•  Define the quality criteria for your terminological data.
  •  Get terminology-related training or address terminology specialists/consultants.
  •  Keep to the standards for terminological data exchange (such as TBX-Lite from LISA).

Terminology management as a process

Terminology is not an end product. It changes and develops constantly. A well conceived terminology management process is the precondition for ensuring a successful development of the terminology collection. Tasks and roles are to be assigned and workflows for capturing, updating and validating terminological entries are to be designed, aimed at meeting the quality requirements set for the terminology collection.  

  • Building up a document corpus (representative texts, magazines, specialist publications, translations, dictionaries and/or glossaries etc.)
  • Consulting specialists within the organization to define the subjects to be covered in the terminology collection
  • Testing, choosing, installing a terminology management system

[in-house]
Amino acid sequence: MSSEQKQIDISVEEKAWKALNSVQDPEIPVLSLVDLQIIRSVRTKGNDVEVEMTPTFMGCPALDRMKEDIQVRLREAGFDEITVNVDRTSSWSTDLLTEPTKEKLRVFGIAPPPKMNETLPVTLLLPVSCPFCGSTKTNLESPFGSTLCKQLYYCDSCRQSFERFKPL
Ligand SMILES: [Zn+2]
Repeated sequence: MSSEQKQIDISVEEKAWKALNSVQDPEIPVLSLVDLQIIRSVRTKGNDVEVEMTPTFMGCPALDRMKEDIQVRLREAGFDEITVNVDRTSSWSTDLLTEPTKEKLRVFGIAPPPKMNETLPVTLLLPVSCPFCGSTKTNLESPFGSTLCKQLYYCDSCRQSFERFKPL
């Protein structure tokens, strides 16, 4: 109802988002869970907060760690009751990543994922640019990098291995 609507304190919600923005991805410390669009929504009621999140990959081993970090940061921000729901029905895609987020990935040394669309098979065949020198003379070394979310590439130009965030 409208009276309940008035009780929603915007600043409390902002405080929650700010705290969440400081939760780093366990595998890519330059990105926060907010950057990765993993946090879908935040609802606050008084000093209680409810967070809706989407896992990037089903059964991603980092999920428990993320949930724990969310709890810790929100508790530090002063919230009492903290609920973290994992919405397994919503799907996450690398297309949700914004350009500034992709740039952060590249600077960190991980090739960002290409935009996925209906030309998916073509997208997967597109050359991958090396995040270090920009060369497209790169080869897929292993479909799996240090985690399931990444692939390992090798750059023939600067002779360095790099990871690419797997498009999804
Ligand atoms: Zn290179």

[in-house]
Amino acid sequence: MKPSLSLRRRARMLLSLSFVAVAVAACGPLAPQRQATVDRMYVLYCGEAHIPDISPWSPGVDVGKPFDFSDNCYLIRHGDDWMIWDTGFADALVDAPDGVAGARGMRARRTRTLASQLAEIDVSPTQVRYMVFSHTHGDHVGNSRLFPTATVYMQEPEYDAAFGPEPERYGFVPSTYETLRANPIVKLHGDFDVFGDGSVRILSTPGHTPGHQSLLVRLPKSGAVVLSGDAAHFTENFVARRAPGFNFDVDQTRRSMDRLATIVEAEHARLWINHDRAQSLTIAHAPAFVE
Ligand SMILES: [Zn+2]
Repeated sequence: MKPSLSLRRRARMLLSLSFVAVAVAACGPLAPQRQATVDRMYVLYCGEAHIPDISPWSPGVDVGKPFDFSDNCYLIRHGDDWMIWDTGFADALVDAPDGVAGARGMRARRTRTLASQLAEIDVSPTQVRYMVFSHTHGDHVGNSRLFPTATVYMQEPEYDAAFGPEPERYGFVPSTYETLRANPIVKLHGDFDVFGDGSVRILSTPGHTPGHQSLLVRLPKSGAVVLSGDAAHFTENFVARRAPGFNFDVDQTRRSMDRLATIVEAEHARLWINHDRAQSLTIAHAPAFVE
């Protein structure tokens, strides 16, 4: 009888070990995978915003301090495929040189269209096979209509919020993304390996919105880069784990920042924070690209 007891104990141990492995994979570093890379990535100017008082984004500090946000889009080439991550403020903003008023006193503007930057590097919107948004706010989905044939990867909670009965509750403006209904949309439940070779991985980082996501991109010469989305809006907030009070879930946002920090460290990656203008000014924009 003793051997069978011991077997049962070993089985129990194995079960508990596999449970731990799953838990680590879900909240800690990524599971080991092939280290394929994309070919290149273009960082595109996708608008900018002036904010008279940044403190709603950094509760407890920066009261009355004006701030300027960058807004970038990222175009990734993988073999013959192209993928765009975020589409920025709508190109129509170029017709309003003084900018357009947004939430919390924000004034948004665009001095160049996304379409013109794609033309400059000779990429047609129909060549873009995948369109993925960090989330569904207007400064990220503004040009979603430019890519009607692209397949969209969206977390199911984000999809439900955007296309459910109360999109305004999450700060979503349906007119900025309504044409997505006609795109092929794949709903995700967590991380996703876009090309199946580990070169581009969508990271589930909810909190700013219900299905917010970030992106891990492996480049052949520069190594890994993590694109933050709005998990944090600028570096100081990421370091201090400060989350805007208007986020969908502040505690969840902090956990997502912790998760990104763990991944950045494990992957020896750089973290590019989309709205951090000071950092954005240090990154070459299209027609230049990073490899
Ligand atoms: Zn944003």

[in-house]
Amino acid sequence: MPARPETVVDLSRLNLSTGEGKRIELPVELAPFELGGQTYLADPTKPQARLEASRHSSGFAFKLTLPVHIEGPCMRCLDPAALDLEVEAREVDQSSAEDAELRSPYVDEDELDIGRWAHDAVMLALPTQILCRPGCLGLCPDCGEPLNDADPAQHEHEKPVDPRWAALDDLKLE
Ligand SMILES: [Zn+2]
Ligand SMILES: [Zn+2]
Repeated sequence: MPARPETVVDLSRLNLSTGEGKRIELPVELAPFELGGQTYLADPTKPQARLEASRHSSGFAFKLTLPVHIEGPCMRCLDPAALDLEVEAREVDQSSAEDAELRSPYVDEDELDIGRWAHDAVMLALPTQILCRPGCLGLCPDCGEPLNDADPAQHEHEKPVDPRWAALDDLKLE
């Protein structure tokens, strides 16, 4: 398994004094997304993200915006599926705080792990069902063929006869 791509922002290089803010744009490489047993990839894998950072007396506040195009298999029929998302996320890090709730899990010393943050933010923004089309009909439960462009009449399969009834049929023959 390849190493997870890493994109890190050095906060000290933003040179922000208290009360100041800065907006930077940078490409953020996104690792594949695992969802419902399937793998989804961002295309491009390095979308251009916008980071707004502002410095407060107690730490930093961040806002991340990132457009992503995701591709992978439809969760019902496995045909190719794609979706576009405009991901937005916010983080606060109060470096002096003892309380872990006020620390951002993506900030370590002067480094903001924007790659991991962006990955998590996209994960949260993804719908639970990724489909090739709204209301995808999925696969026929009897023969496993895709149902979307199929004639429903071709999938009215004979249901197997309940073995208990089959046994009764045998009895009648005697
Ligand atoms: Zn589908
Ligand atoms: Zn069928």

• User training for the terminology management system
  • Data modeling (database configuration-related tasks and definition of a model for terminological data input)
  • Setting general guidelines for the future terminology management practice (e.g. in the form of a manual or handbook)
  • Gathering, consolidating, extracting existing terminology (provided by internal or external parties) 
  • Revising, sorting out, converting preselected existing terminology
  • Importing terminology into the terminology management system

The pace at which these preliminary tasks are completed depends on the available resources at this stage of the project and on the chosen goals and strategy. Task sequence will also vary accordingly. Acceptance tests of the terminology collection, involving representatives of the potential users and beneficiaries groups, are recommended in order to make sure that the quality expectations are met. The terminology collection should only be disseminated organization-wide once it has reached a critical mass of representative and validated terms. The choice of an appropriate communication strategy to entice potential users and beneficiaries to acknowledge the existence of the collection is also crucial. Depending on the size of the organization and the corpus, as much as a year can elapse from the point of terminological data dissemination until assessment of the terminology's user rate becomes viable. 

Successfully achieving the preliminary tasks is the first step along the way. The benefits of terminology management do not become apparent until at least two years after continuous development of the terminology collection. Fortunately the benefits increase incrementally in the long term.

Tips and tricks related to terminology management as a process

  • Target continuity, not perfection.